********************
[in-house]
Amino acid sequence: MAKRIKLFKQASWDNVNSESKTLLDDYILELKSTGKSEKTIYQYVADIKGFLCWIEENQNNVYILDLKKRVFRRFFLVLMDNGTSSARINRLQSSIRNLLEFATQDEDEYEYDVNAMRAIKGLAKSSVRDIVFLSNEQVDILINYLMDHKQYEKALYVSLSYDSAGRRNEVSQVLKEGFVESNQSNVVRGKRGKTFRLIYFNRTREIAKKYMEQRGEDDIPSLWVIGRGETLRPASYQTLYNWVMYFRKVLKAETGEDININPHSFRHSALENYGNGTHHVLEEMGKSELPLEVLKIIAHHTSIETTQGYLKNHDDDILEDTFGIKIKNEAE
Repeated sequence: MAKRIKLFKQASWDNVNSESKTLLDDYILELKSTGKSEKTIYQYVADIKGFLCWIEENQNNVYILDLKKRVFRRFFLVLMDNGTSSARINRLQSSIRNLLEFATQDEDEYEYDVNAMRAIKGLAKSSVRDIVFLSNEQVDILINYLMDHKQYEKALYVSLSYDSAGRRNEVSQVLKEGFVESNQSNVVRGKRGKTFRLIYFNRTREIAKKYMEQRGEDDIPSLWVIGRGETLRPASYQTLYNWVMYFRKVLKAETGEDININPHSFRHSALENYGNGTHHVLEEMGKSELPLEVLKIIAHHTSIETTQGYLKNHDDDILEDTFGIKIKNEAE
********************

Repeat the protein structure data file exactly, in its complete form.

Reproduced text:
[in-house]
Amino acid sequence: MAKRIKLFKQASWDNVNSESKTLLDDYILELKSTGKSEKTIYQYVADIKGFLCWIEENQNNVYILDLKKRVFRRFFLVLMDNGTSSARINRLQSSIRNLLEFATQDEDEYEYDVNAMRAIKGLAKSSVRDIVFLSNEQVDILINYLMDHKQYEKALYVSLSYDSAGRRNEVSQVLKEGFVESNQSNVVRGKRGKTFRLIYFNRTREIAKKYMEQRGEDDIPSLWVIGRGETLRPASYQTLYNWVMYFRKVLKAETGEDININPHSFRHSALENYGNGTHHVLEEMGKSELPLEVLKIIAHHTSIETTQGYLKNHDDDILEDTFGIKIKNEAE
Repeated sequence: MAKRIKLFKQASWDNVNSESKTLLDDYILELKSTGKSEKTIYQYVADIKGFLCWIEENQNNVYILDLKKRVFRRFFLVLMDNGTSSARINRLQSSIRNLLEFATQDEDEYEYDVNAMRAIKGLAKSSVRDIVFLSNEQVDILINYLMDHKQYEKALYVSLSYDSAGRRNEVSQVLKEGFVESNQSNVVRGKRGKTFRLIYFNRTREIAKKYMEQRGEDDIPSLWVIGRGETLRPASYQTLYNWVMYFRKVLKAETGEDININPHSFRHSALENYGNGTHHVLEEMGKSELPLEVLKIIAHHTSIETTQGYLKNHDDDILEDTFGIKIKNEAE